Tell the class you’ll be creating a working definition for rule of law, a concept that dates back to antiquity. Begin by asking students to share any ideas and information they have about the rule of law.
Then, share these two quotations from the Magna Carta and Common Sense:
The rule of law was first codified in Western European government in the Magna Carta in 1215, when English nobles demanded that King John’s powers to arbitrarily arrest or imprison them be curtailed. The charter states that even the King had to follow the law:
No free man shall be taken, imprisoned, disseized, outlawed, or banished, or in any way destroyed, nor will he proceed against or prosecute him, except by the lawful judgment of his peers and the Law of the Land.
In his 1776 pamphlet Common Sense, American founding father Thomas Paine wrote that the law itself ought to be more important and more powerful than any individual, including a king:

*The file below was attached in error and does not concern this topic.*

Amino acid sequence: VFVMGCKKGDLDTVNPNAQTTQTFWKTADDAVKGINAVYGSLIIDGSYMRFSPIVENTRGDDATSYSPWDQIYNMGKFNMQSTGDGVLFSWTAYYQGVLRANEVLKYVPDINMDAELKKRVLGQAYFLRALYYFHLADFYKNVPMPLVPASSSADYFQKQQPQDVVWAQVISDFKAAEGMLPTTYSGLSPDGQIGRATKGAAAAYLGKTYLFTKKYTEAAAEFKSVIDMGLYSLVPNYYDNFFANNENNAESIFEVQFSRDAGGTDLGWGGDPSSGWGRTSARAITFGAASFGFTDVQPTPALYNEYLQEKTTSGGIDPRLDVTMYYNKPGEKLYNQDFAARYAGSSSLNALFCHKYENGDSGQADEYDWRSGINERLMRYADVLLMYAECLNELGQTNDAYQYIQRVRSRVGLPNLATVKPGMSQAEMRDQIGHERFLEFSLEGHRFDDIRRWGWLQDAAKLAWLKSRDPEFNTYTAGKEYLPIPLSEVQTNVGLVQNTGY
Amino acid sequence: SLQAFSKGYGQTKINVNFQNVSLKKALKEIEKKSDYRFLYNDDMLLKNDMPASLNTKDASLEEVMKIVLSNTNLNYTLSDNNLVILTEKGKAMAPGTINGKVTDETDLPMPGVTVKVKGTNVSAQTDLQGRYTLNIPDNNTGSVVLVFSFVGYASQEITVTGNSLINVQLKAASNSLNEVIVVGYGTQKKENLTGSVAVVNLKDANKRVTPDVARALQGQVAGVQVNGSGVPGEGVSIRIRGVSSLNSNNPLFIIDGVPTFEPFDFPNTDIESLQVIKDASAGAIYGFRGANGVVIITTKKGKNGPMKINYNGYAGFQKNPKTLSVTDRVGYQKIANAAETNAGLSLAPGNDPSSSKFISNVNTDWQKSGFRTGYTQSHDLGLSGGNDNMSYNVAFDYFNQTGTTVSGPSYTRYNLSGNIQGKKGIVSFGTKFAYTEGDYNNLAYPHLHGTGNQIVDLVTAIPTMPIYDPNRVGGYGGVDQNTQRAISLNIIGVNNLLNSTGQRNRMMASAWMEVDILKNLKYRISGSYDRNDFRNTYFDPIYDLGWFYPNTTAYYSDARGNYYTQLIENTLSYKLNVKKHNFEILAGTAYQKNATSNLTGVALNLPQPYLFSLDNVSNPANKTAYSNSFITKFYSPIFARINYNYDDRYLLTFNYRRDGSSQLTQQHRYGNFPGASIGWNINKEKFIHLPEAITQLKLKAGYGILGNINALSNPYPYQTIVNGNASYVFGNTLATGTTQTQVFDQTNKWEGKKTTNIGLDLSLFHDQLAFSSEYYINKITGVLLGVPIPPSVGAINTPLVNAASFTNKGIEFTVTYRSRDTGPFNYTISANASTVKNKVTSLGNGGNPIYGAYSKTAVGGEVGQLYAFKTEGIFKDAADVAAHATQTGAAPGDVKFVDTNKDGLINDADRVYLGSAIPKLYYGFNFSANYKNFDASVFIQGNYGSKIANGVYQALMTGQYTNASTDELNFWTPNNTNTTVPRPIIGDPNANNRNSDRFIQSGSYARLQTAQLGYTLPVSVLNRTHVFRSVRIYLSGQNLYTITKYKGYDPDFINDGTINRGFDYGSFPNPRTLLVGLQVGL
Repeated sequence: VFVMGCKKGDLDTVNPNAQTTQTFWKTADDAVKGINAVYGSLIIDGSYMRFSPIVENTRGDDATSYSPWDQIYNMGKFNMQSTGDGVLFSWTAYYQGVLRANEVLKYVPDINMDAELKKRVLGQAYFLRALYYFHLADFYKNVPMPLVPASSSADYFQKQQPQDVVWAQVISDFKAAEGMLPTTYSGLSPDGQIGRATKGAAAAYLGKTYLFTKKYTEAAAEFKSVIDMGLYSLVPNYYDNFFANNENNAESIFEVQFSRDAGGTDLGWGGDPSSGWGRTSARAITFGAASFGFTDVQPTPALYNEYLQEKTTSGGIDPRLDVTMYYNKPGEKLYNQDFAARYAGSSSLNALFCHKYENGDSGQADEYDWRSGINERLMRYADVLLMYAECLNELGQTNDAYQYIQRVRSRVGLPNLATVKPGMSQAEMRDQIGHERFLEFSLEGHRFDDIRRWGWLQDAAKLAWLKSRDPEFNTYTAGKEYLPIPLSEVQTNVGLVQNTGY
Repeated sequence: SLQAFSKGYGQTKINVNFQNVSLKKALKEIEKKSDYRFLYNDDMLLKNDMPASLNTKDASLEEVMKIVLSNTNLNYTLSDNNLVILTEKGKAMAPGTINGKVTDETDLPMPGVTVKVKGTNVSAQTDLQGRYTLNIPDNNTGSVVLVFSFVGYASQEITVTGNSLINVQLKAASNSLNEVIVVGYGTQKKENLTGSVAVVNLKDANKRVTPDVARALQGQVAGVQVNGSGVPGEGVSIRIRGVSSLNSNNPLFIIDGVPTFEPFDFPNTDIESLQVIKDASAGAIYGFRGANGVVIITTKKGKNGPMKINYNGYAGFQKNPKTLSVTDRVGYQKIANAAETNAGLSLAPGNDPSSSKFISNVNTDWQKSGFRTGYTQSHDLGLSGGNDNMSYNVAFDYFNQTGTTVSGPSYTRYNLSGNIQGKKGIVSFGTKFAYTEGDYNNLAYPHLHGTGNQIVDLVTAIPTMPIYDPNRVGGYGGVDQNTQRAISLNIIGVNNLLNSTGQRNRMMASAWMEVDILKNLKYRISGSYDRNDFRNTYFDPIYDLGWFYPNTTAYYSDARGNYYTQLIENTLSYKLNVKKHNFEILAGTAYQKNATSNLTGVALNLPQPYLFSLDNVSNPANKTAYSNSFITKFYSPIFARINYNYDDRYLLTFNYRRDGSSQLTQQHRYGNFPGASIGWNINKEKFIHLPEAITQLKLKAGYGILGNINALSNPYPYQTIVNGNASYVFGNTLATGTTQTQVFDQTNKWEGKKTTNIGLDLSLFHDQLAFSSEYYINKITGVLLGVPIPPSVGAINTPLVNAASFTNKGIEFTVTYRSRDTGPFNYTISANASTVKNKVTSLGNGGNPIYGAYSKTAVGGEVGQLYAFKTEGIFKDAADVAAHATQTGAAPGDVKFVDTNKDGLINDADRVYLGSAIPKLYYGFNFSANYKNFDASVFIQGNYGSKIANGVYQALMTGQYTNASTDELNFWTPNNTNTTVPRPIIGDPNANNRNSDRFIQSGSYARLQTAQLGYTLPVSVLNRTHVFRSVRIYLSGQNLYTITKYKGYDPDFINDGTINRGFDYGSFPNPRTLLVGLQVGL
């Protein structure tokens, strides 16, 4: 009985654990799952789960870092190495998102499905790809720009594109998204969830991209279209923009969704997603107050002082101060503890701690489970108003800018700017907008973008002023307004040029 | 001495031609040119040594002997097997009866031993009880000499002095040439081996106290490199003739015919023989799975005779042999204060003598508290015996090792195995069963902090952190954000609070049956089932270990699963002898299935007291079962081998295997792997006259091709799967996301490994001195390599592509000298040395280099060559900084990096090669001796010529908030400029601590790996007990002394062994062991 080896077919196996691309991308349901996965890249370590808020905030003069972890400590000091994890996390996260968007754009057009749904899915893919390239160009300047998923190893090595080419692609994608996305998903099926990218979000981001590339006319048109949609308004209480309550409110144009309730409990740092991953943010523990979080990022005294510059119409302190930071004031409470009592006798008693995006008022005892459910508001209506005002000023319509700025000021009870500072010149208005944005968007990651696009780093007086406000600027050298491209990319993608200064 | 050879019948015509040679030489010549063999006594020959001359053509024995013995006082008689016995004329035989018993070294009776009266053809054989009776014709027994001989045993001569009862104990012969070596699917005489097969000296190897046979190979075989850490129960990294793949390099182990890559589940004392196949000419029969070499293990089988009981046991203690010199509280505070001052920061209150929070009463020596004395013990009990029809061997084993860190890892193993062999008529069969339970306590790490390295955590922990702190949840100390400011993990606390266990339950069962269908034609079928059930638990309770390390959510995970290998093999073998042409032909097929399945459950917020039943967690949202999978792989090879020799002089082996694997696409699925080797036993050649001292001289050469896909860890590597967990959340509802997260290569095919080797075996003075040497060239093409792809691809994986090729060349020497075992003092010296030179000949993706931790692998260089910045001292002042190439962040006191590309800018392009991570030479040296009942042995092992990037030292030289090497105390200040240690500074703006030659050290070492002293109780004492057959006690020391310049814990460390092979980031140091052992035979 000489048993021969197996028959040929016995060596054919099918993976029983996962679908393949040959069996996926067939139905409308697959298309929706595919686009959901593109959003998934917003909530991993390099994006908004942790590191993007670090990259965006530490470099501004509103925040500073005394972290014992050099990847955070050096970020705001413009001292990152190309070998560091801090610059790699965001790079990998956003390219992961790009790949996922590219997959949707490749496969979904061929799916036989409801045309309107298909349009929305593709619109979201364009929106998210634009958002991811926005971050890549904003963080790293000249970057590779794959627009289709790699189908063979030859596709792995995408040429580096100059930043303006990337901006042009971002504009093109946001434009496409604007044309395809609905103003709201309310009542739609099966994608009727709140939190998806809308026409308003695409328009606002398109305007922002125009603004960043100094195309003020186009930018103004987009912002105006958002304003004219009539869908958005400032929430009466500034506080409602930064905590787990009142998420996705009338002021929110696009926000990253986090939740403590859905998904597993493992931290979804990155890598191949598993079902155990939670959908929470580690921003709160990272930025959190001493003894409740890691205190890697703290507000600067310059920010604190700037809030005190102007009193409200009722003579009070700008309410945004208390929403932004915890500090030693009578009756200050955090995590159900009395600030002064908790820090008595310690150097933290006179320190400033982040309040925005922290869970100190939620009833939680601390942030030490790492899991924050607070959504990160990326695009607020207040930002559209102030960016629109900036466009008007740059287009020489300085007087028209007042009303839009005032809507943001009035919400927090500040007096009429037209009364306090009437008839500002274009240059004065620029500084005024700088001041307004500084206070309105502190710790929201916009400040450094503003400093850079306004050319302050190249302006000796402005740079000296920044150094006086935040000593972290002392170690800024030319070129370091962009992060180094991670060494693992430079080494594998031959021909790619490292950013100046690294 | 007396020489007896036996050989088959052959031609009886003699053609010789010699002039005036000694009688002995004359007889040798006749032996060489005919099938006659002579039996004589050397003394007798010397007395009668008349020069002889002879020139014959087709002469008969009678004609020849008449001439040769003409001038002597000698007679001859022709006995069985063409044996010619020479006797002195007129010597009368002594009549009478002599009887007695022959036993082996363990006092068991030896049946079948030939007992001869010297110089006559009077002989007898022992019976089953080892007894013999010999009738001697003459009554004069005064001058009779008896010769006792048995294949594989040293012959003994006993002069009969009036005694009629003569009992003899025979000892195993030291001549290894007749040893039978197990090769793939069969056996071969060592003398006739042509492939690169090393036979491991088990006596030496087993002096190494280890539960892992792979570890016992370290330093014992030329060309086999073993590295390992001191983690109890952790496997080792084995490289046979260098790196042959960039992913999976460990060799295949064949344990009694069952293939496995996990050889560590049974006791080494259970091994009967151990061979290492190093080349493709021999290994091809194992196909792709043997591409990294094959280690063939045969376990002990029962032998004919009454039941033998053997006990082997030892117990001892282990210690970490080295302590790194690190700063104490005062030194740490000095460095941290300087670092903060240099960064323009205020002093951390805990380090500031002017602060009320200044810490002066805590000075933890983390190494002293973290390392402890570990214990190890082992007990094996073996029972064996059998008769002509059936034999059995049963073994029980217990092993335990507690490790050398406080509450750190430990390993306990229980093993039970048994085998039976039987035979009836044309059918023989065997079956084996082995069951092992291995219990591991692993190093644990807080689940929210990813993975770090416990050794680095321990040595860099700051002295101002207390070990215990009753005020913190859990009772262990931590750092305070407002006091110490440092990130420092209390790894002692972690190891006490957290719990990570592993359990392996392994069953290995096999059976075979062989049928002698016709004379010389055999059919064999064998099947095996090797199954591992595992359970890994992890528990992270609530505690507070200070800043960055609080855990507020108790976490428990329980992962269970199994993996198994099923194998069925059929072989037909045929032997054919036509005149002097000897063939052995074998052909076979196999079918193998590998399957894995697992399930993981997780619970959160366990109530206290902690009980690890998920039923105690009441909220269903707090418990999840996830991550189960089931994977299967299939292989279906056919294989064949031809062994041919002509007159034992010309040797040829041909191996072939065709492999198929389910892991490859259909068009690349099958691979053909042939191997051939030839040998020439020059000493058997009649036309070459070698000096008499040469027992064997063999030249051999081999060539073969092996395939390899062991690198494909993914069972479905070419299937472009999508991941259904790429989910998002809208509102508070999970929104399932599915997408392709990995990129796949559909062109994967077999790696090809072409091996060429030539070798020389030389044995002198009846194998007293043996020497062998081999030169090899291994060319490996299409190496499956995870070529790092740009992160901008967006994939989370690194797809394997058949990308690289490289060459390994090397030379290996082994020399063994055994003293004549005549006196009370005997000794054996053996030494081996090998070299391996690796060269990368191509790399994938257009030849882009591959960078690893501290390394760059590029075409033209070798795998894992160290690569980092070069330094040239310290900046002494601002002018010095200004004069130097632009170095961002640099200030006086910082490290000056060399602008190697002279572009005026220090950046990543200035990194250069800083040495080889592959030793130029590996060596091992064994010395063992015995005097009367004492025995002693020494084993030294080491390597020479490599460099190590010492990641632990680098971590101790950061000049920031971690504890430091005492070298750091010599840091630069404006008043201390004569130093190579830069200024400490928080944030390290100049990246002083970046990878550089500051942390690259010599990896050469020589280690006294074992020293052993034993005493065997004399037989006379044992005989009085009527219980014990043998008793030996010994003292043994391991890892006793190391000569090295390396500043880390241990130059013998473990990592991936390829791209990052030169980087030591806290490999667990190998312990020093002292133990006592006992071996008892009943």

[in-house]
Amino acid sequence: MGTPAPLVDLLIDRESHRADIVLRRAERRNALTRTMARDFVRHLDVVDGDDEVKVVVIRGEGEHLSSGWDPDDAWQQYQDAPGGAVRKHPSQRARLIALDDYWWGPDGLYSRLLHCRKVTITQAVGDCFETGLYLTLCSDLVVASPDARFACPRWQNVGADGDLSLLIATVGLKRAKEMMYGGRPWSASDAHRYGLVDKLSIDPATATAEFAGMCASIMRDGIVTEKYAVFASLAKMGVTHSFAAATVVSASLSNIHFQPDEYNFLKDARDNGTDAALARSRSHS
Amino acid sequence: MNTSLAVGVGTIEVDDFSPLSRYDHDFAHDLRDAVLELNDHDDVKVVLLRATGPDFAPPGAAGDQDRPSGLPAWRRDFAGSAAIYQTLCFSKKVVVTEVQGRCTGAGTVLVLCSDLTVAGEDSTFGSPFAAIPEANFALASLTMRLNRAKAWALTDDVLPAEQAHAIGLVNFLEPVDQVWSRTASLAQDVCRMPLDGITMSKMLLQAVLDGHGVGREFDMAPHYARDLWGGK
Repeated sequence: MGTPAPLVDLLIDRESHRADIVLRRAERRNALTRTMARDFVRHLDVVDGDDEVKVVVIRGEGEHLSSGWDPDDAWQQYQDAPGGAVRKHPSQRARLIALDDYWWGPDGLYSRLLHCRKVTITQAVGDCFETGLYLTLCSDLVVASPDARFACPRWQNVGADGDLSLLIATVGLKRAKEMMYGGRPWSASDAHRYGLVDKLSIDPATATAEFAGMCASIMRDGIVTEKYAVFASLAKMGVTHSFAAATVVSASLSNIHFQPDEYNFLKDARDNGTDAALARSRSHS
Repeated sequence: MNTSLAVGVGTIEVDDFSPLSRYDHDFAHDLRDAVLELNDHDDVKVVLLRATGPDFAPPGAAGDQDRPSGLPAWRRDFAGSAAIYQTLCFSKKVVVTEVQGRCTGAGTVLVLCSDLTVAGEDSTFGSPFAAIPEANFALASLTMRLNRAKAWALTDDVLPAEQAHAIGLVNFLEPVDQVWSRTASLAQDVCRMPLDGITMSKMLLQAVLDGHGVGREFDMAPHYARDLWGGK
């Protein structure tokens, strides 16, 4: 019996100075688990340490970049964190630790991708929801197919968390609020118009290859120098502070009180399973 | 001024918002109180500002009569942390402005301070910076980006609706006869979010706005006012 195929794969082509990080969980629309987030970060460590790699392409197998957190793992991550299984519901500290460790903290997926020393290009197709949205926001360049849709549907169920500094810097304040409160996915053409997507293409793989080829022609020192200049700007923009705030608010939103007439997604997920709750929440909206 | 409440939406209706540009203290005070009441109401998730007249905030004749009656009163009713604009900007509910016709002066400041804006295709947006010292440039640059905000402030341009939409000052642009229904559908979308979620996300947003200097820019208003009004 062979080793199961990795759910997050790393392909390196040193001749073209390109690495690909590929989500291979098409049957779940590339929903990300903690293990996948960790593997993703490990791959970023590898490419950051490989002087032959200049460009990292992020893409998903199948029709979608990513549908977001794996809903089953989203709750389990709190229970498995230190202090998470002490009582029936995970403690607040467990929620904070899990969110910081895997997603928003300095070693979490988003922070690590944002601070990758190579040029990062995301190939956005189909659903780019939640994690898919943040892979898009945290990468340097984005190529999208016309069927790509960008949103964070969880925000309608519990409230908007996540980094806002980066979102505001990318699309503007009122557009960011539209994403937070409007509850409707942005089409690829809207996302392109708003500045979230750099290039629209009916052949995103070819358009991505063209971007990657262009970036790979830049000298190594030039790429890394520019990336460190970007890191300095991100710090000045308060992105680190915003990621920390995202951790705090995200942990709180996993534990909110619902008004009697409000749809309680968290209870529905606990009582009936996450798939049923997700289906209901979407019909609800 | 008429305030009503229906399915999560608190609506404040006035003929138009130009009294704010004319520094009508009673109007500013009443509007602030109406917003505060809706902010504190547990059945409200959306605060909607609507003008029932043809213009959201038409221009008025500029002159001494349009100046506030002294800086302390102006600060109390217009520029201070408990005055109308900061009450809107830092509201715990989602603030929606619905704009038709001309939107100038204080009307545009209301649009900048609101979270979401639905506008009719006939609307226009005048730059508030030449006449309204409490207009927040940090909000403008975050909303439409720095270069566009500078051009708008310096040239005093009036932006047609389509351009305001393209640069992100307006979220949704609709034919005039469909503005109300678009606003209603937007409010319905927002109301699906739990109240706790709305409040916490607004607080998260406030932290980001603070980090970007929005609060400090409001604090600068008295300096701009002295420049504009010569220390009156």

But where says some is the king of America? I’ll tell you Friend, he reigns above, and doth not make havoc of mankind like the Royal of Britain. . . in America THE LAW IS KING. For as in absolute governments the King is law, so in free countries the law ought to be king; and there ought to be no other. But lest any ill use should afterwards arise, let the crown at the conclusion of the ceremony be demolished, and scattered among the people whose right it is.
Discuss together: What do the ideas in these quotations add to your working definition of the rule of law?
Optionally, share the four core principles of the rule of law, as defined by the World Justice Project, which measures respect for rule of law in countries around the world:
- The government and its officials and agents as well as individuals and private entities are accountable under the law.
- The laws are clear, publicized, stable, and just; are applied evenly; and protect fundamental rights, including the security of persons and property and certain core human rights.
- The process by which the laws are enacted, administered, and enforced is accessible, fair, and efficient.
- Justice is delivered timely by competent, ethical, and independent representatives and neutrals who are of sufficient number, have adequate resources, and reflect the makeup of the communities they serve.